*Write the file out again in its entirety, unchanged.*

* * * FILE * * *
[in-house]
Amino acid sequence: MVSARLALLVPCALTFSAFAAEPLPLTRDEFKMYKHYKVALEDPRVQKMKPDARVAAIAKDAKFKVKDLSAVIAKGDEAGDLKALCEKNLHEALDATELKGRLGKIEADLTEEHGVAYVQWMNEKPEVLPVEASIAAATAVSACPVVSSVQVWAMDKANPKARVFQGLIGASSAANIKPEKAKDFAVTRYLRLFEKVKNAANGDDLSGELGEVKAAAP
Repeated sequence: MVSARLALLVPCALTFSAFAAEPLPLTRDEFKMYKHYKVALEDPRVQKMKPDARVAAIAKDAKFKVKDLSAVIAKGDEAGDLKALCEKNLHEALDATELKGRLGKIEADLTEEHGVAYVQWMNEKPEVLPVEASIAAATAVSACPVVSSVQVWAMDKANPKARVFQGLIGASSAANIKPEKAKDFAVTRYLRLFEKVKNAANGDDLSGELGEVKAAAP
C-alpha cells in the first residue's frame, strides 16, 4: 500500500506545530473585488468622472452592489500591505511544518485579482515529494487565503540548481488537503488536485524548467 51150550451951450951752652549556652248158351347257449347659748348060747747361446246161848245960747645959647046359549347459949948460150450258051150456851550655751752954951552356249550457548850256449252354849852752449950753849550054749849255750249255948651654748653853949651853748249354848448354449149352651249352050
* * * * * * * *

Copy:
[in-house]
Amino acid sequence: MVSARLALLVPCALTFSAFAAEPLPLTRDEFKMYKHYKVALEDPRVQKMKPDARVAAIAKDAKFKVKDLSAVIAKGDEAGDLKALCEKNLHEALDATELKGRLGKIEADLTEEHGVAYVQWMNEKPEVLPVEASIAAATAVSACPVVSSVQVWAMDKANPKARVFQGLIGASSAANIKPEKAKDFAVTRYLRLFEKVKNAANGDDLSGELGEVKAAAP
Repeated sequence: MVSARLALLVPCALTFSAFAAEPLPLTRDEFKMYKHYKVALEDPRVQKMKPDARVAAIAKDAKFKVKDLSAVIAKGDEAGDLKALCEKNLHEALDATELKGRLGKIEADLTEEHGVAYVQWMNEKPEVLPVEASIAAATAVSACPVVSSVQVWAMDKANPKARVFQGLIGASSAANIKPEKAKDFAVTRYLRLFEKVKNAANGDDLSGELGEVKAAAP
C-alpha cells in the first residue's frame, strides 16, 4: 500500500506545530473585488468622472452592489500591505511544518485579482515529494487565503540548481488537503488536485524548467 51150550451951450951752652549556652248158351347257449347659748348060747747361446246161848245960747645959647046359549347459949948460150450258051150456851550655751752954951552356249550457548850256449252354849852752449950753849550054749849255750249255948651654748653853949651853748249354848448354449149352651249352050